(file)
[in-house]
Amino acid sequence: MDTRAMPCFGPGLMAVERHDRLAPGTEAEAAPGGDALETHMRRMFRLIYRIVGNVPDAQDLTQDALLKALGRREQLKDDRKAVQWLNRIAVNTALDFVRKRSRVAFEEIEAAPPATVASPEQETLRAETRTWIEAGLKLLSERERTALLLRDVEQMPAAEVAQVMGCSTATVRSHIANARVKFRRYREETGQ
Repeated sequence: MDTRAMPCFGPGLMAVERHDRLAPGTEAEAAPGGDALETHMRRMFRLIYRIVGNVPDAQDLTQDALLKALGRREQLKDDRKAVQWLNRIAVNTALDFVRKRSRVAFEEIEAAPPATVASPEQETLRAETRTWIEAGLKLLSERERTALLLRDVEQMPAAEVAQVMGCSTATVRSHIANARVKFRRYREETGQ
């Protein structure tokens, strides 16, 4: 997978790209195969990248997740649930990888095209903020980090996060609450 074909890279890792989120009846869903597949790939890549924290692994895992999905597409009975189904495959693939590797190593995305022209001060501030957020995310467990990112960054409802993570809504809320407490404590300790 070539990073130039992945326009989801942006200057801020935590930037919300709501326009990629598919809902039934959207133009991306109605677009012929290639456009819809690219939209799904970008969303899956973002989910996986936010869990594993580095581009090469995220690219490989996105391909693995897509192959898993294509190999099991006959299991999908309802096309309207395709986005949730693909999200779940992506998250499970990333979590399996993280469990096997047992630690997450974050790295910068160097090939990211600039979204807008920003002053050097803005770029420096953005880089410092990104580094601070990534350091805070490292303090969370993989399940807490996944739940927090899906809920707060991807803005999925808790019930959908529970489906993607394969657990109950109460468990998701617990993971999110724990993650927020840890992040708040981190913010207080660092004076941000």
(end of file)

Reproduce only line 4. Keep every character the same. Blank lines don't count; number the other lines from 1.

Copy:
């Protein structure tokens, strides 16, 4: 997978790209195969990248997740649930990888095209903020980090996060609450 074909890279890792989120009846869903597949790939890549924290692994895992999905597409009975189904495959693939590797190593995305022209001060501030957020995310467990990112960054409802993570809504809320407490404590300790 070539990073130039992945326009989801942006200057801020935590930037919300709501326009990629598919809902039934959207133009991306109605677009012929290639456009819809690219939209799904970008969303899956973002989910996986936010869990594993580095581009090469995220690219490989996105391909693995897509192959898993294509190999099991006959299991999908309802096309309207395709986005949730693909999200779940992506998250499970990333979590399996993280469990096997047992630690997450974050790295910068160097090939990211600039979204807008920003002053050097803005770029420096953005880089410092990104580094601070990534350091805070490292303090969370993989399940807490996944739940927090899906809920707060991807803005999925808790019930959908529970489906993607394969657990109950109460468990998701617990993971999110724990993650927020840890992040708040981190913010207080660092004076941000």